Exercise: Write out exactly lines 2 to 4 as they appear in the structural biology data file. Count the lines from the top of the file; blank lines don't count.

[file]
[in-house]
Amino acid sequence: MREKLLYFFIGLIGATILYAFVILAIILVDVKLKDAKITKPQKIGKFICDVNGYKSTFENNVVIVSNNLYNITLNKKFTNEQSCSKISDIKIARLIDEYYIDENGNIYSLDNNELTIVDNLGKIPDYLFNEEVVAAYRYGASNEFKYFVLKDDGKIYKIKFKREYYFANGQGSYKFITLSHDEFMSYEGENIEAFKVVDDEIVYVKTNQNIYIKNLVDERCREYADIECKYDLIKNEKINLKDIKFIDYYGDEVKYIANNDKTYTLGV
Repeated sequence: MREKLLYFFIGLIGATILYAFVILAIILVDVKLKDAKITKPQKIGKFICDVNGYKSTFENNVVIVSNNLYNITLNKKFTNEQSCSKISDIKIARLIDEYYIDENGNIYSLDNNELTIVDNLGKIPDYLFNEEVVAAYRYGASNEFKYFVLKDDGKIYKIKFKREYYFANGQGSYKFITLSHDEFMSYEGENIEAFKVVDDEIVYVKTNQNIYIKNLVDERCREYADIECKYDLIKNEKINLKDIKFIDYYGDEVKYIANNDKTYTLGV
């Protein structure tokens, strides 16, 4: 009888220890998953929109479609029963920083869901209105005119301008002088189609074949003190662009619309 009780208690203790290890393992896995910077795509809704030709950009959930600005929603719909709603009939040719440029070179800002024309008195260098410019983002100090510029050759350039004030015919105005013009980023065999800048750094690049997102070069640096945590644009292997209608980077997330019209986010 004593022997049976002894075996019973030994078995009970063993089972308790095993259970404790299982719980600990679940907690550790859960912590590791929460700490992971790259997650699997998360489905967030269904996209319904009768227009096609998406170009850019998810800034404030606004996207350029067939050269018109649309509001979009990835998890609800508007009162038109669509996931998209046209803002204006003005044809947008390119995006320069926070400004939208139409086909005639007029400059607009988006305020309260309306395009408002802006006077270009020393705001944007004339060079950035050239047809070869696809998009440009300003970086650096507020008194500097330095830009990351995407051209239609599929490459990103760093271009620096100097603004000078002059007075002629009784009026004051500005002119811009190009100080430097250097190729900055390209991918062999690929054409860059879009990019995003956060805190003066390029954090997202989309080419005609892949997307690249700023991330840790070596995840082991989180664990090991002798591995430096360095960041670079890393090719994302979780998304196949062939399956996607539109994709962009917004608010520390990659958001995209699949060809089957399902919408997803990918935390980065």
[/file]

Amino acid sequence: MREKLLYFFIGLIGATILYAFVILAIILVDVKLKDAKITKPQKIGKFICDVNGYKSTFENNVVIVSNNLYNITLNKKFTNEQSCSKISDIKIARLIDEYYIDENGNIYSLDNNELTIVDNLGKIPDYLFNEEVVAAYRYGASNEFKYFVLKDDGKIYKIKFKREYYFANGQGSYKFITLSHDEFMSYEGENIEAFKVVDDEIVYVKTNQNIYIKNLVDERCREYADIECKYDLIKNEKINLKDIKFIDYYGDEVKYIANNDKTYTLGV
Repeated sequence: MREKLLYFFIGLIGATILYAFVILAIILVDVKLKDAKITKPQKIGKFICDVNGYKSTFENNVVIVSNNLYNITLNKKFTNEQSCSKISDIKIARLIDEYYIDENGNIYSLDNNELTIVDNLGKIPDYLFNEEVVAAYRYGASNEFKYFVLKDDGKIYKIKFKREYYFANGQGSYKFITLSHDEFMSYEGENIEAFKVVDDEIVYVKTNQNIYIKNLVDERCREYADIECKYDLIKNEKINLKDIKFIDYYGDEVKYIANNDKTYTLGV
């Protein structure tokens, strides 16, 4: 009888220890998953929109479609029963920083869901209105005119301008002088189609074949003190662009619309 009780208690203790290890393992896995910077795509809704030709950009959930600005929603719909709603009939040719440029070179800002024309008195260098410019983002100090510029050759350039004030015919105005013009980023065999800048750094690049997102070069640096945590644009292997209608980077997330019209986010 004593022997049976002894075996019973030994078995009970063993089972308790095993259970404790299982719980600990679940907690550790859960912590590791929460700490992971790259997650699997998360489905967030269904996209319904009768227009096609998406170009850019998810800034404030606004996207350029067939050269018109649309509001979009990835998890609800508007009162038109669509996931998209046209803002204006003005044809947008390119995006320069926070400004939208139409086909005639007029400059607009988006305020309260309306395009408002802006006077270009020393705001944007004339060079950035050239047809070869696809998009440009300003970086650096507020008194500097330095830009990351995407051209239609599929490459990103760093271009620096100097603004000078002059007075002629009784009026004051500005002119811009190009100080430097250097190729900055390209991918062999690929054409860059879009990019995003956060805190003066390029954090997202989309080419005609892949997307690249700023991330840790070596995840082991989180664990090991002798591995430096360095960041670079890393090719994302979780998304196949062939399956996607539109994709962009917004608010520390990659958001995209699949060809089957399902919408997803990918935390980065």